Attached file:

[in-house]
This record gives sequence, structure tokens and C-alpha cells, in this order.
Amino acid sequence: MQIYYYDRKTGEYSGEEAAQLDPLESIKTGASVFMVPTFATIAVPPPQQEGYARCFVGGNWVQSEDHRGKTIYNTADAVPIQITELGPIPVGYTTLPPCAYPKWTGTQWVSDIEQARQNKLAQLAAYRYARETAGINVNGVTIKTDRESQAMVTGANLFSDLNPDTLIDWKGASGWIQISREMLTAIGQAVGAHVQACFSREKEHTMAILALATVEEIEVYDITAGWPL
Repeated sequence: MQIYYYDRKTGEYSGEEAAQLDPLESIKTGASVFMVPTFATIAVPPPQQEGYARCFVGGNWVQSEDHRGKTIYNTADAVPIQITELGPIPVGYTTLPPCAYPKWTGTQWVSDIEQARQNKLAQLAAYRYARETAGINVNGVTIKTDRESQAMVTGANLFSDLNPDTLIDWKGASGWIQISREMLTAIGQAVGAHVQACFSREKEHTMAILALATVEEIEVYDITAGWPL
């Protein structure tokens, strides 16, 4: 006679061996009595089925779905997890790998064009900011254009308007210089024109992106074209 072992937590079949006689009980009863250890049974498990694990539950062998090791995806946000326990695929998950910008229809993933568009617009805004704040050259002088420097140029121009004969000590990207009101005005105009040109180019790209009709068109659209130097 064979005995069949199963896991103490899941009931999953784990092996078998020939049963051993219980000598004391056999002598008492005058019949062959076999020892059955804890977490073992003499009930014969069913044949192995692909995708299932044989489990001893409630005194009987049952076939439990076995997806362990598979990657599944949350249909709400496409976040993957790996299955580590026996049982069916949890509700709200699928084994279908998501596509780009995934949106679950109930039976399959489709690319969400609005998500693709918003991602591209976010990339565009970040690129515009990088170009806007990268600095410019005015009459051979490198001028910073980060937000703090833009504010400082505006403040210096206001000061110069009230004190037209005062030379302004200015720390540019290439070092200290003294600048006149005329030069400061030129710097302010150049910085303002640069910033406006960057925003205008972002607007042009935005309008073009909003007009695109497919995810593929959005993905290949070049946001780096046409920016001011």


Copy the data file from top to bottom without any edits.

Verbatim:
[in-house]
This record gives sequence, structure tokens and C-alpha cells, in this order.
Amino acid sequence: MQIYYYDRKTGEYSGEEAAQLDPLESIKTGASVFMVPTFATIAVPPPQQEGYARCFVGGNWVQSEDHRGKTIYNTADAVPIQITELGPIPVGYTTLPPCAYPKWTGTQWVSDIEQARQNKLAQLAAYRYARETAGINVNGVTIKTDRESQAMVTGANLFSDLNPDTLIDWKGASGWIQISREMLTAIGQAVGAHVQACFSREKEHTMAILALATVEEIEVYDITAGWPL
Repeated sequence: MQIYYYDRKTGEYSGEEAAQLDPLESIKTGASVFMVPTFATIAVPPPQQEGYARCFVGGNWVQSEDHRGKTIYNTADAVPIQITELGPIPVGYTTLPPCAYPKWTGTQWVSDIEQARQNKLAQLAAYRYARETAGINVNGVTIKTDRESQAMVTGANLFSDLNPDTLIDWKGASGWIQISREMLTAIGQAVGAHVQACFSREKEHTMAILALATVEEIEVYDITAGWPL
């Protein structure tokens, strides 16, 4: 006679061996009595089925779905997890790998064009900011254009308007210089024109992106074209 072992937590079949006689009980009863250890049974498990694990539950062998090791995806946000326990695929998950910008229809993933568009617009805004704040050259002088420097140029121009004969000590990207009101005005105009040109180019790209009709068109659209130097 064979005995069949199963896991103490899941009931999953784990092996078998020939049963051993219980000598004391056999002598008492005058019949062959076999020892059955804890977490073992003499009930014969069913044949192995692909995708299932044989489990001893409630005194009987049952076939439990076995997806362990598979990657599944949350249909709400496409976040993957790996299955580590026996049982069916949890509700709200699928084994279908998501596509780009995934949106679950109930039976399959489709690319969400609005998500693709918003991602591209976010990339565009970040690129515009990088170009806007990268600095410019005015009459051979490198001028910073980060937000703090833009504010400082505006403040210096206001000061110069009230004190037209005062030379302004200015720390540019290439070092200290003294600048006149005329030069400061030129710097302010150049910085303002640069910033406006960057925003205008972002607007042009935005309008073009909003007009695109497919995810593929959005993905290949070049946001780096046409920016001011």